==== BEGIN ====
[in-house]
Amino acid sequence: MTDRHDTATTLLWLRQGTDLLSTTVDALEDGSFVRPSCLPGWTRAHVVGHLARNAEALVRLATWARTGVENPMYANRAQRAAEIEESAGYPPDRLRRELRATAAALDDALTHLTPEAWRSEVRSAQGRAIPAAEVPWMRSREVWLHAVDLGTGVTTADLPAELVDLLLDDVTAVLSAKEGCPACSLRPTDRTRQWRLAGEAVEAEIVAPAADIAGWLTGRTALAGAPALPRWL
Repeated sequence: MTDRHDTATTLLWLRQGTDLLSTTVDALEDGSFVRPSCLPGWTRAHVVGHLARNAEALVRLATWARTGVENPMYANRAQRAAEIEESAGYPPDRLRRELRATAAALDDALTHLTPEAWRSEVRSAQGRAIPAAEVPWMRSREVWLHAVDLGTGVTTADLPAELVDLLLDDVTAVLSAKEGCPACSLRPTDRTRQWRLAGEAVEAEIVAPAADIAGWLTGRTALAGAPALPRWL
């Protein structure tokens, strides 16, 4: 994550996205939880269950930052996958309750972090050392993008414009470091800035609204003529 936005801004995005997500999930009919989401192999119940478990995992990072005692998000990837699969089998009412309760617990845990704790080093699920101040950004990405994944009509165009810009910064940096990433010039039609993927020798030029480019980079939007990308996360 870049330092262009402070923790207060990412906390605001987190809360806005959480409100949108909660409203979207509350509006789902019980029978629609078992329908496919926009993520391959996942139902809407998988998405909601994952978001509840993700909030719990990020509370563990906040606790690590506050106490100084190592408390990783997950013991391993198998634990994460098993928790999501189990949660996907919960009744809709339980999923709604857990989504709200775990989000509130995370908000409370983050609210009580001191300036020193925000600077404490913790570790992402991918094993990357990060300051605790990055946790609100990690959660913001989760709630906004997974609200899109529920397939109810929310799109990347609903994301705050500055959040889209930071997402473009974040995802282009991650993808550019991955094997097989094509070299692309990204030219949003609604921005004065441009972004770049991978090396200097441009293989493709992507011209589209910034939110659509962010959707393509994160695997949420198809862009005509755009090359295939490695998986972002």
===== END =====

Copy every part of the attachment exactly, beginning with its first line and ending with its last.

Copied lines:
[in-house]
Amino acid sequence: MTDRHDTATTLLWLRQGTDLLSTTVDALEDGSFVRPSCLPGWTRAHVVGHLARNAEALVRLATWARTGVENPMYANRAQRAAEIEESAGYPPDRLRRELRATAAALDDALTHLTPEAWRSEVRSAQGRAIPAAEVPWMRSREVWLHAVDLGTGVTTADLPAELVDLLLDDVTAVLSAKEGCPACSLRPTDRTRQWRLAGEAVEAEIVAPAADIAGWLTGRTALAGAPALPRWL
Repeated sequence: MTDRHDTATTLLWLRQGTDLLSTTVDALEDGSFVRPSCLPGWTRAHVVGHLARNAEALVRLATWARTGVENPMYANRAQRAAEIEESAGYPPDRLRRELRATAAALDDALTHLTPEAWRSEVRSAQGRAIPAAEVPWMRSREVWLHAVDLGTGVTTADLPAELVDLLLDDVTAVLSAKEGCPACSLRPTDRTRQWRLAGEAVEAEIVAPAADIAGWLTGRTALAGAPALPRWL
């Protein structure tokens, strides 16, 4: 994550996205939880269950930052996958309750972090050392993008414009470091800035609204003529 936005801004995005997500999930009919989401192999119940478990995992990072005692998000990837699969089998009412309760617990845990704790080093699920101040950004990405994944009509165009810009910064940096990433010039039609993927020798030029480019980079939007990308996360 870049330092262009402070923790207060990412906390605001987190809360806005959480409100949108909660409203979207509350509006789902019980029978629609078992329908496919926009993520391959996942139902809407998988998405909601994952978001509840993700909030719990990020509370563990906040606790690590506050106490100084190592408390990783997950013991391993198998634990994460098993928790999501189990949660996907919960009744809709339980999923709604857990989504709200775990989000509130995370908000409370983050609210009580001191300036020193925000600077404490913790570790992402991918094993990357990060300051605790990055946790609100990690959660913001989760709630906004997974609200899109529920397939109810929310799109990347609903994301705050500055959040889209930071997402473009974040995802282009991650993808550019991955094997097989094509070299692309990204030219949003609604921005004065441009972004770049991978090396200097441009293989493709992507011209589209910034939110659509962010959707393509994160695997949420198809862009005509755009090359295939490695998986972002």